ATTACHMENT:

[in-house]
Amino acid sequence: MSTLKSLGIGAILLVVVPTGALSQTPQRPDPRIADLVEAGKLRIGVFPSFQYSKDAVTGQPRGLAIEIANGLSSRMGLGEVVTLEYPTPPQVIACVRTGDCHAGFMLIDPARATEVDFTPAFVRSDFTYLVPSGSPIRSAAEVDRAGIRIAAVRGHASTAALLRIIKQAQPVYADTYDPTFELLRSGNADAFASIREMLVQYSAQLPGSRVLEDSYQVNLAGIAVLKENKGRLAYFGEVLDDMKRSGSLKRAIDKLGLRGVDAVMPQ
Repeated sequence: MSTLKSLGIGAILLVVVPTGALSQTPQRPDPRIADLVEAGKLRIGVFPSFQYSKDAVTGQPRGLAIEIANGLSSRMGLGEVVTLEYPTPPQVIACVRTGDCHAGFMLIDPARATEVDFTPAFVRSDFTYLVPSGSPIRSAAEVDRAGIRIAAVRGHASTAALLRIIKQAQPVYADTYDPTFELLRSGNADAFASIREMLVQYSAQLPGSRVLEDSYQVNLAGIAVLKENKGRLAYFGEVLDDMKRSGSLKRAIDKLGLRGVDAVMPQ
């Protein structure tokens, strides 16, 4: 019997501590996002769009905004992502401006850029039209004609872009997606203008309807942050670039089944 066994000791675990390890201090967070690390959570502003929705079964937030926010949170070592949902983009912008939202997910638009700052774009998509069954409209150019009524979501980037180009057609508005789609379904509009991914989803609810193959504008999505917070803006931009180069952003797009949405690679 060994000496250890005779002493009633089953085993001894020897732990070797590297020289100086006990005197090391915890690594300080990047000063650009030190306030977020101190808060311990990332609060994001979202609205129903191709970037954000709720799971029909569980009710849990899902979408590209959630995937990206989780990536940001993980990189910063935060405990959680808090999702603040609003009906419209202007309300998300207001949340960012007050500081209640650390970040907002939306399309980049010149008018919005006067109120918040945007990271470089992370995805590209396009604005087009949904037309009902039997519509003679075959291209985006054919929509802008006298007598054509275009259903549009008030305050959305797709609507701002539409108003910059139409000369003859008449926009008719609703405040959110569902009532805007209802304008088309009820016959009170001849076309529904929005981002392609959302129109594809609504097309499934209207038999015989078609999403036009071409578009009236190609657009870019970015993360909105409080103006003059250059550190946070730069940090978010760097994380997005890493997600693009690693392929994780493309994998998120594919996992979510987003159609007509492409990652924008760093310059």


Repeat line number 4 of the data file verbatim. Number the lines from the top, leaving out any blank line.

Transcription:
């Protein structure tokens, strides 16, 4: 019997501590996002769009905004992502401006850029039209004609872009997606203008309807942050670039089944 066994000791675990390890201090967070690390959570502003929705079964937030926010949170070592949902983009912008939202997910638009700052774009998509069954409209150019009524979501980037180009057609508005789609379904509009991914989803609810193959504008999505917070803006931009180069952003797009949405690679 060994000496250890005779002493009633089953085993001894020897732990070797590297020289100086006990005197090391915890690594300080990047000063650009030190306030977020101190808060311990990332609060994001979202609205129903191709970037954000709720799971029909569980009710849990899902979408590209959630995937990206989780990536940001993980990189910063935060405990959680808090999702603040609003009906419209202007309300998300207001949340960012007050500081209640650390970040907002939306399309980049010149008018919005006067109120918040945007990271470089992370995805590209396009604005087009949904037309009902039997519509003679075959291209985006054919929509802008006298007598054509275009259903549009008030305050959305797709609507701002539409108003910059139409000369003859008449926009008719609703405040959110569902009532805007209802304008088309009820016959009170001849076309529904929005981002392609959302129109594809609504097309499934209207038999015989078609999403036009071409578009009236190609657009870019970015993360909105409080103006003059250059550190946070730069940090978010760097994380997005890493997600693009690693392929994780493309994998998120594919996992979510987003159609007509492409990652924008760093310059």